François Allard is a specialist in Motown and American music and has run the website MJStrangersite.com since 2003. He has collaborated on various Michael Jackson magazines and is part of the team behind JAM.
Helen Arnold is a travel journalist with over 17 years' experience who has contributed to a wide range of newspapers and magazines, including the Observer, Family Circle, Farmers' Weekly, Harpers, High Life, Optician and Essentials. She was first bitten by the travel bug after a year-long round the world trip in 1992, but has since settled in London where she lives with her husband and two children.
Robert Arp is Adjunct Professor of Philosophy at Maple Woods College and Johnson County Community College, in the Kansas City area. He has attained a PhD in Philosophy from Saint Louis University, and specializes in the philosophy of biology, the philosophy of mind, and modern philosophy. A member of The American Philosophical Association and The Philosophy of Science Association, Robert Arp has written numerous articles, book chapters, and books, and is the editor of South Park and Philosophy (Blackwell Publishing, 2006), the co-editor of Contemporary Debates in Philosophy of Biology (Wiley-Blackwell, 2009), and the author of An Integrated Approach to the Philosophy of Mind (Cambridge University Press, 2010). In 2013 he was general editor of 1001 Ideas That Changed The Way We Think. See his website at robertarp.com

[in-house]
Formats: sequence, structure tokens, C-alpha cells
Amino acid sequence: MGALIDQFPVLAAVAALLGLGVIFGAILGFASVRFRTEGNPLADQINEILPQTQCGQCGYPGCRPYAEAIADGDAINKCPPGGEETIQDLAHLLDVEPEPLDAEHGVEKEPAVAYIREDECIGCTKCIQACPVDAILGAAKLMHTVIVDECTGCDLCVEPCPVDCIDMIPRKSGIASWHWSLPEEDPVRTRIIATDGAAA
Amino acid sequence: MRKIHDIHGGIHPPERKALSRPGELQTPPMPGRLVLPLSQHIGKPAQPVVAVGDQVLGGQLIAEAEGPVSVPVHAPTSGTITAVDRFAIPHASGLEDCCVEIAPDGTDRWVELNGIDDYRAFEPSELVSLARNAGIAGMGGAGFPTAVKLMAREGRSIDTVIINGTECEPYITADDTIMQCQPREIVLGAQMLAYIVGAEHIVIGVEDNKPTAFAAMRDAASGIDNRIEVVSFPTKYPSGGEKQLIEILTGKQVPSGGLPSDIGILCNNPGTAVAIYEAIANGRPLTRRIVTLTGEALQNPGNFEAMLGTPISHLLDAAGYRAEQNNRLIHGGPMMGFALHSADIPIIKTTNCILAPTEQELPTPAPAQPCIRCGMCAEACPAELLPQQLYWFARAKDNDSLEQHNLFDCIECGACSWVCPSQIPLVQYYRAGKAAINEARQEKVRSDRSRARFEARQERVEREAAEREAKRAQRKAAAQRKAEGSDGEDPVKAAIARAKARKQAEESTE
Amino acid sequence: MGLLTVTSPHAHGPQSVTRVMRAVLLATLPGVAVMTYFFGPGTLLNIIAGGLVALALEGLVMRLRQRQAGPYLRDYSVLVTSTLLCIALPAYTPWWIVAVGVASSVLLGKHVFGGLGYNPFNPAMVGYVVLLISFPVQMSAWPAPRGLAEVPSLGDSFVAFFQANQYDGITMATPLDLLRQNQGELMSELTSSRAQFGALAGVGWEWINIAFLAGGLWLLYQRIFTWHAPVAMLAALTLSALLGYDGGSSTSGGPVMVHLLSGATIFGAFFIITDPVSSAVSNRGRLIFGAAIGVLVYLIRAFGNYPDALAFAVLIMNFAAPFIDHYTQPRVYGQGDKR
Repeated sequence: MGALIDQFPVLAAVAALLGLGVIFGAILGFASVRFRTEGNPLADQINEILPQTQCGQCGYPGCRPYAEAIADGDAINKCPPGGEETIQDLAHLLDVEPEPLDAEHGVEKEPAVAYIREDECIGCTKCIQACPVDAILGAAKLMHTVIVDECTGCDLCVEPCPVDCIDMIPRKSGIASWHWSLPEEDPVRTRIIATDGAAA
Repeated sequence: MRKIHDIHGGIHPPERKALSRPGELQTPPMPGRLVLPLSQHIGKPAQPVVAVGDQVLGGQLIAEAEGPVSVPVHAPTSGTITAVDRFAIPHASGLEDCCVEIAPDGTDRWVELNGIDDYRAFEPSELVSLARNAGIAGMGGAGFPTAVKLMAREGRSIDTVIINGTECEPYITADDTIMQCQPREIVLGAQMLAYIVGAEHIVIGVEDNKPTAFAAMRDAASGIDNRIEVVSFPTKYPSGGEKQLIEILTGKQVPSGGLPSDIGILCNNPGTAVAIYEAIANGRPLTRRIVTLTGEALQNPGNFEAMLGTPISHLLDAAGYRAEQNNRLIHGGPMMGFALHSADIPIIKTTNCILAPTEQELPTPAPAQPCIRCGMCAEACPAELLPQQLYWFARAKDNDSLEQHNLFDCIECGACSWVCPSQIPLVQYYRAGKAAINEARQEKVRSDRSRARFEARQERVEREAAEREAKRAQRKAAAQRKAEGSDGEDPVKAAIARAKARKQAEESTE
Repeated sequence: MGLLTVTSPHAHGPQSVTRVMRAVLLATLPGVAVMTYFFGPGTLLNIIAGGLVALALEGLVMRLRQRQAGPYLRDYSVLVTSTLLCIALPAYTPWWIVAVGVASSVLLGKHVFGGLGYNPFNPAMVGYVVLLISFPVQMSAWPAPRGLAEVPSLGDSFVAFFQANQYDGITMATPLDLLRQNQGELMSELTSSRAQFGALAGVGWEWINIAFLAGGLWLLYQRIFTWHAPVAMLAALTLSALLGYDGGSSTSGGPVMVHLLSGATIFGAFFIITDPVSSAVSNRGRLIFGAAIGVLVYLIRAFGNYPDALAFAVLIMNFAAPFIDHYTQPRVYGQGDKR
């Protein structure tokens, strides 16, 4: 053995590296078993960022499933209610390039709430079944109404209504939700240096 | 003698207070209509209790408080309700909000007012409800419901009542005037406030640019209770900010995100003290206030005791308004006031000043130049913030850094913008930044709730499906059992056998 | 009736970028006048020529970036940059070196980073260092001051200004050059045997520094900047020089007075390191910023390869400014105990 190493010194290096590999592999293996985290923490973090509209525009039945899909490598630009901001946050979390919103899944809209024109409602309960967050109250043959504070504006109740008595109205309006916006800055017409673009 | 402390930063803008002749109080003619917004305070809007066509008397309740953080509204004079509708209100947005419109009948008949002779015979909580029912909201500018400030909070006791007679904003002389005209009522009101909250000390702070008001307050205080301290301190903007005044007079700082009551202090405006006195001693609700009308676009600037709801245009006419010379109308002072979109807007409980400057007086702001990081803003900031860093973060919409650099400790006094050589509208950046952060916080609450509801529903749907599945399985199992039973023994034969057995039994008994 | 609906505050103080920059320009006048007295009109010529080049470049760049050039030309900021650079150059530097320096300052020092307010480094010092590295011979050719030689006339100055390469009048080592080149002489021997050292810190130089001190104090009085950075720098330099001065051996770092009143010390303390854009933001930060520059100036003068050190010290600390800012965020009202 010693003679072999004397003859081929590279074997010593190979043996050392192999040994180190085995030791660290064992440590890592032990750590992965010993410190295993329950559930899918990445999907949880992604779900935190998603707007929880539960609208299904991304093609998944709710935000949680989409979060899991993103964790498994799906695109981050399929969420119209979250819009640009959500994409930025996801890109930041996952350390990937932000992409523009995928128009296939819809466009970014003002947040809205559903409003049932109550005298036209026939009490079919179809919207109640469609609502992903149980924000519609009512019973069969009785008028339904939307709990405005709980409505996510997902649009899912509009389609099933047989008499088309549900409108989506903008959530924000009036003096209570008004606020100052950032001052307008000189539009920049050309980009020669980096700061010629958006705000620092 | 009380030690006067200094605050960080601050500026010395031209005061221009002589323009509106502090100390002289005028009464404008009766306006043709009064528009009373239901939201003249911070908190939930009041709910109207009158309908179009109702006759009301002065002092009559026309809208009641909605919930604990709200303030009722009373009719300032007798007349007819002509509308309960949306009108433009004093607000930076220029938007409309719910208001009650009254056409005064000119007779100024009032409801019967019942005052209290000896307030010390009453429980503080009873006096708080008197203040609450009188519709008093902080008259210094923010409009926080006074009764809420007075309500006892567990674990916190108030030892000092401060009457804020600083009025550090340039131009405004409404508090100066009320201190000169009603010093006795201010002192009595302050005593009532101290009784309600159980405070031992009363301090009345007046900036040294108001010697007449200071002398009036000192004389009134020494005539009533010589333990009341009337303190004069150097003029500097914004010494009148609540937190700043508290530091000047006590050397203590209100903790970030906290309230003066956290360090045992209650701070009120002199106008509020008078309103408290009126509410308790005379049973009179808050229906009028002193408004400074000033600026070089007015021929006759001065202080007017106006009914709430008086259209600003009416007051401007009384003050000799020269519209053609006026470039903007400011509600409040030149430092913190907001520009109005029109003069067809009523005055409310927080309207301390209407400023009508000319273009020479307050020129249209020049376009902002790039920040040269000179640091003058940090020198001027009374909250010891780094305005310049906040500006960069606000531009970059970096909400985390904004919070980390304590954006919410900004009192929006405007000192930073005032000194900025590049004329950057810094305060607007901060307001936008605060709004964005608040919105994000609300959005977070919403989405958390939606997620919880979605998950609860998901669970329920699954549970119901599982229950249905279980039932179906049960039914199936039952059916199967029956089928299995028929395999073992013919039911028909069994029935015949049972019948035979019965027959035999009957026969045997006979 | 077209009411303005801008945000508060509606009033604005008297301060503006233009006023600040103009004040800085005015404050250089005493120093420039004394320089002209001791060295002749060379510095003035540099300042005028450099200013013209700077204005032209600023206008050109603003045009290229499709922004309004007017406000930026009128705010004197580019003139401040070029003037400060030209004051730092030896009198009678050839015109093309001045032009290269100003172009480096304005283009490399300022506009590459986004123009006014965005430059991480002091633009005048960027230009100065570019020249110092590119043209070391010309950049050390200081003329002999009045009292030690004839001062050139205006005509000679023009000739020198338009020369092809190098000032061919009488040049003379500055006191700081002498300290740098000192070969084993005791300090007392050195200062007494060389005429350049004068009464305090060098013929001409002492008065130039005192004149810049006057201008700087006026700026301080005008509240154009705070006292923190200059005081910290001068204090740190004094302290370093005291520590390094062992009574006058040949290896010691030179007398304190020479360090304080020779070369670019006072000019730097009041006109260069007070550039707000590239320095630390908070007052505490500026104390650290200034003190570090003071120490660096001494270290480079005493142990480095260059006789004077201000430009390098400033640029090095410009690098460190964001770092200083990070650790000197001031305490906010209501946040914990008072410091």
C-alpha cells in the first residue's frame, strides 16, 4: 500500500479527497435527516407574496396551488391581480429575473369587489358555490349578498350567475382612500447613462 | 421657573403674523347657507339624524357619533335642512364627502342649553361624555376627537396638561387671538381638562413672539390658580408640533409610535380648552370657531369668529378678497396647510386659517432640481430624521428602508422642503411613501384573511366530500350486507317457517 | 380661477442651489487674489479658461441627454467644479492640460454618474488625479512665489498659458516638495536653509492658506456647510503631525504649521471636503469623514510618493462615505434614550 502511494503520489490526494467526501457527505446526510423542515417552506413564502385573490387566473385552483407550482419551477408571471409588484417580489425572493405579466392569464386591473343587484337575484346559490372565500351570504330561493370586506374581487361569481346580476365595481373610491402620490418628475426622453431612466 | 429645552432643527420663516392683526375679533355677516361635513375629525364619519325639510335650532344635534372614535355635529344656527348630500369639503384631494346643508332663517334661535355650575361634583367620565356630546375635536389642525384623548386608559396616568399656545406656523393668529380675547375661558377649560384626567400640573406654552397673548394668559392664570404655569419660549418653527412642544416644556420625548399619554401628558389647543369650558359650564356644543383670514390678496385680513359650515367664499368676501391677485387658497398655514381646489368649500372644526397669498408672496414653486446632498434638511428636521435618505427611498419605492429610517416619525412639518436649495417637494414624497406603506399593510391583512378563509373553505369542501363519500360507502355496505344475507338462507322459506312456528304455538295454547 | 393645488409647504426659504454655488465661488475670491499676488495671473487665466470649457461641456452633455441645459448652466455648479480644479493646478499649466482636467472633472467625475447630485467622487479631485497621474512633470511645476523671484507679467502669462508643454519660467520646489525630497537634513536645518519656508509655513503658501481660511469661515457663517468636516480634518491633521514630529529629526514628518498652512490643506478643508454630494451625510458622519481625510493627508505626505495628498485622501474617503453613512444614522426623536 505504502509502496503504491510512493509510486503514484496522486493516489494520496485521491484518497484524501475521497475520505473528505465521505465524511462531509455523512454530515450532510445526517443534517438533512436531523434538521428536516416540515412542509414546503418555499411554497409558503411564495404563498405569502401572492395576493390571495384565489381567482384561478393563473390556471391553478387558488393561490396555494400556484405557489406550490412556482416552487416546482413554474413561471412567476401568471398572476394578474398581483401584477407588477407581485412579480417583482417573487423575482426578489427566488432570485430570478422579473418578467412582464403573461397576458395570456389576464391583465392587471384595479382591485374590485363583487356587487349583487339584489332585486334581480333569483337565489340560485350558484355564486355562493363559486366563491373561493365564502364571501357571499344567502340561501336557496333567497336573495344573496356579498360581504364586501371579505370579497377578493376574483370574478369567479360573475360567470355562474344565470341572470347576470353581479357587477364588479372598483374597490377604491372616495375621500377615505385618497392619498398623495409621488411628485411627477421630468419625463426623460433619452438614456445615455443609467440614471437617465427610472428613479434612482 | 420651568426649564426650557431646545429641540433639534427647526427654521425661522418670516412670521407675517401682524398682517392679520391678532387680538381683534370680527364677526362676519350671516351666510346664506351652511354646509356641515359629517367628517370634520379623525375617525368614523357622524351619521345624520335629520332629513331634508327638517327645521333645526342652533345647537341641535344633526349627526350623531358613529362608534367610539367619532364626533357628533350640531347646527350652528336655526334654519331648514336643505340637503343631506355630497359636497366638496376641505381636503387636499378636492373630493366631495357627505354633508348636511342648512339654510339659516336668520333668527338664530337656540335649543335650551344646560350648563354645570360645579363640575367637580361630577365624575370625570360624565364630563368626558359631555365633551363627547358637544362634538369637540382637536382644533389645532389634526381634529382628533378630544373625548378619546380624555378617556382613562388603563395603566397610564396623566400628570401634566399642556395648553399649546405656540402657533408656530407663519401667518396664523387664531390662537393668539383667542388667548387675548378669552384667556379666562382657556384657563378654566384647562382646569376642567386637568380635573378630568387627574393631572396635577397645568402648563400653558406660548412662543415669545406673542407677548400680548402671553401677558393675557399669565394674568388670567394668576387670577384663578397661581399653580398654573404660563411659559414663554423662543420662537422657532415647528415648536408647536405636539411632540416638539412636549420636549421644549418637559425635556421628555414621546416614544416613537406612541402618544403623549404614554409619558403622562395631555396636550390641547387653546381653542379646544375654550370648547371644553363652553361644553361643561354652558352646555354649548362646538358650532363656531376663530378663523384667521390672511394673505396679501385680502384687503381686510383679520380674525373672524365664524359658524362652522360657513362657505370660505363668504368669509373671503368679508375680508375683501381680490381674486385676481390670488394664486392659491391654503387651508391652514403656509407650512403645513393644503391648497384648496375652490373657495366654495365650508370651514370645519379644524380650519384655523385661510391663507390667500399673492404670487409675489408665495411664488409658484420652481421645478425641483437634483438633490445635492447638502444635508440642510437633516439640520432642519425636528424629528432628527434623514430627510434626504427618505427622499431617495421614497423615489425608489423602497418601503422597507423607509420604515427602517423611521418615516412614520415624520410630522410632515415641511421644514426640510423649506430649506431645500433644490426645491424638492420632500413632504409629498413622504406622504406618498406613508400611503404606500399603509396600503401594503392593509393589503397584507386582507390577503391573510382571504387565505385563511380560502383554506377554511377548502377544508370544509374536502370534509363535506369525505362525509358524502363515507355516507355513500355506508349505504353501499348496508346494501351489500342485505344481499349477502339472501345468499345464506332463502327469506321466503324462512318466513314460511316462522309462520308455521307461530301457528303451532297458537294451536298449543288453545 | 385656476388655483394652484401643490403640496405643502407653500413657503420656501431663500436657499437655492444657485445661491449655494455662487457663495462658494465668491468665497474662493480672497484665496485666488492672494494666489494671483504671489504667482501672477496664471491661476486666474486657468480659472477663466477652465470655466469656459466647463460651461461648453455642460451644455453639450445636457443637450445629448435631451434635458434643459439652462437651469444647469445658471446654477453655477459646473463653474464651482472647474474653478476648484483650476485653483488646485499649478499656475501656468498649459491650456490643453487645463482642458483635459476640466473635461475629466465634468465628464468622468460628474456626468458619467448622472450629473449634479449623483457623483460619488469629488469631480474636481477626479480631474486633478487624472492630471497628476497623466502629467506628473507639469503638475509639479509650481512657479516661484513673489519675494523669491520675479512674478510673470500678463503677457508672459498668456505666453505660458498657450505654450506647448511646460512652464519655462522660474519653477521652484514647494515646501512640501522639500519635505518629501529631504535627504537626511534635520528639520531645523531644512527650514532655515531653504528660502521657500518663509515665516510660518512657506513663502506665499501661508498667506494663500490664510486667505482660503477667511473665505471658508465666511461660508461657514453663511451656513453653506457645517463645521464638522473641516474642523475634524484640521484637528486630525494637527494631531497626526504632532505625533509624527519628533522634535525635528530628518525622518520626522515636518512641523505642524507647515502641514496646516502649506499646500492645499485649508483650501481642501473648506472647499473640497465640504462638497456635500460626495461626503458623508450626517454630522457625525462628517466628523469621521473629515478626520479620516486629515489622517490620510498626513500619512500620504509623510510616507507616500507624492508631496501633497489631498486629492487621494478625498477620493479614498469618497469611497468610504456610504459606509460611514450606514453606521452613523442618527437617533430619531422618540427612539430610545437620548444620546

Max Arthur is rightly seen as one of Britain's leading oral historians of the Great War, collecting first-hand accounts of survivors from Britain's armed services, and allowing their stories to be told to a wider audience. He has enjoyed great success with previous books Forgotten Voices of the Great War, and his most recent book Lost Voices of the Edwardians.He has now delved into the superb photographic archives of the Imperial War Museum and other collections throughout Europe and unearthed remarkable, never before seen images, that when married with his contemporary eyewitness accounts, truly give the reader a unique view of the horror that was World War I.